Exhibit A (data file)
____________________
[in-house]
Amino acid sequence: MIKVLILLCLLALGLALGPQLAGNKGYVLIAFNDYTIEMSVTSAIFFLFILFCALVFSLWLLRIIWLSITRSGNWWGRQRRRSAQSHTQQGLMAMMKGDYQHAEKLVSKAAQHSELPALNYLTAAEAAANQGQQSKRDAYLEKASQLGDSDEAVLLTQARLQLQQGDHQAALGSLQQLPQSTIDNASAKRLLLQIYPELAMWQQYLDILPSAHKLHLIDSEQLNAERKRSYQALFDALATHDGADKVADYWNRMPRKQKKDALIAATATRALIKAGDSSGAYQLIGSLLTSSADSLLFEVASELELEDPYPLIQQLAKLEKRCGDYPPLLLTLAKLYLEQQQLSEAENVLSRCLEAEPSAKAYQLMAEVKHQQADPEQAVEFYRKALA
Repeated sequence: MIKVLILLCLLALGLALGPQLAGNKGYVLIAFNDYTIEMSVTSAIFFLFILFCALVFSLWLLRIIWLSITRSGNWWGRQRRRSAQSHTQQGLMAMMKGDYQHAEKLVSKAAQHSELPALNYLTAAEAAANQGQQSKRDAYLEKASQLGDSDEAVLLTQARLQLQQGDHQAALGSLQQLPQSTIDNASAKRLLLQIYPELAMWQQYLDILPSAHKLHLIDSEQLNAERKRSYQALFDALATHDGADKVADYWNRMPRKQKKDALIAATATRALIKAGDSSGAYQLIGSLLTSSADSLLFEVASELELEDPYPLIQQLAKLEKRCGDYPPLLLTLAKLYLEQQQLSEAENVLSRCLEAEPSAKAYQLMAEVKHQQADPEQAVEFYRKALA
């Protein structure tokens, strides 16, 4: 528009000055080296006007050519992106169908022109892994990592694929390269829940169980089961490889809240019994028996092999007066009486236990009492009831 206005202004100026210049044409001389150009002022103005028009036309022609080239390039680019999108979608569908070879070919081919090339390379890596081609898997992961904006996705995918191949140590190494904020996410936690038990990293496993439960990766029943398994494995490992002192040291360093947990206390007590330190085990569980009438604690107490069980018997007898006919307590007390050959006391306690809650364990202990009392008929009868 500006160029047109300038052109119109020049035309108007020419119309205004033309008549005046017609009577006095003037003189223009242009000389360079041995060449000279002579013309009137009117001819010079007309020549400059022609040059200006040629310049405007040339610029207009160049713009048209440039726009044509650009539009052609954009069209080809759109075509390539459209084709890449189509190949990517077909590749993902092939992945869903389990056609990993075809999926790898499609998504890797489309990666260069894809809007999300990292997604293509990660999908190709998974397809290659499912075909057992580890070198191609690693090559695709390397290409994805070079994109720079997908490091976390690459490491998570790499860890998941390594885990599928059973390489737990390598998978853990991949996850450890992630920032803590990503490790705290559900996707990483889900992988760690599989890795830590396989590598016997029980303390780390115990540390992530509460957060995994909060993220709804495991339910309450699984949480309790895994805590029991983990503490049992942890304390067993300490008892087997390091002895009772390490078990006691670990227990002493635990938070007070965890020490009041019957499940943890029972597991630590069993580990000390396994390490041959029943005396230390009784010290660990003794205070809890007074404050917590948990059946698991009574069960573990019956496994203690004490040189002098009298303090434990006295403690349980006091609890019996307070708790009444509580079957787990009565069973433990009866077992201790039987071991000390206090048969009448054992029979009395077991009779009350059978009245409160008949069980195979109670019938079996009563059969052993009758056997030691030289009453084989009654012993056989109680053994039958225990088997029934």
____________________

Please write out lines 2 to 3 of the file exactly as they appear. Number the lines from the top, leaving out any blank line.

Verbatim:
Amino acid sequence: MIKVLILLCLLALGLALGPQLAGNKGYVLIAFNDYTIEMSVTSAIFFLFILFCALVFSLWLLRIIWLSITRSGNWWGRQRRRSAQSHTQQGLMAMMKGDYQHAEKLVSKAAQHSELPALNYLTAAEAAANQGQQSKRDAYLEKASQLGDSDEAVLLTQARLQLQQGDHQAALGSLQQLPQSTIDNASAKRLLLQIYPELAMWQQYLDILPSAHKLHLIDSEQLNAERKRSYQALFDALATHDGADKVADYWNRMPRKQKKDALIAATATRALIKAGDSSGAYQLIGSLLTSSADSLLFEVASELELEDPYPLIQQLAKLEKRCGDYPPLLLTLAKLYLEQQQLSEAENVLSRCLEAEPSAKAYQLMAEVKHQQADPEQAVEFYRKALA
Repeated sequence: MIKVLILLCLLALGLALGPQLAGNKGYVLIAFNDYTIEMSVTSAIFFLFILFCALVFSLWLLRIIWLSITRSGNWWGRQRRRSAQSHTQQGLMAMMKGDYQHAEKLVSKAAQHSELPALNYLTAAEAAANQGQQSKRDAYLEKASQLGDSDEAVLLTQARLQLQQGDHQAALGSLQQLPQSTIDNASAKRLLLQIYPELAMWQQYLDILPSAHKLHLIDSEQLNAERKRSYQALFDALATHDGADKVADYWNRMPRKQKKDALIAATATRALIKAGDSSGAYQLIGSLLTSSADSLLFEVASELELEDPYPLIQQLAKLEKRCGDYPPLLLTLAKLYLEQQQLSEAENVLSRCLEAEPSAKAYQLMAEVKHQQADPEQAVEFYRKALA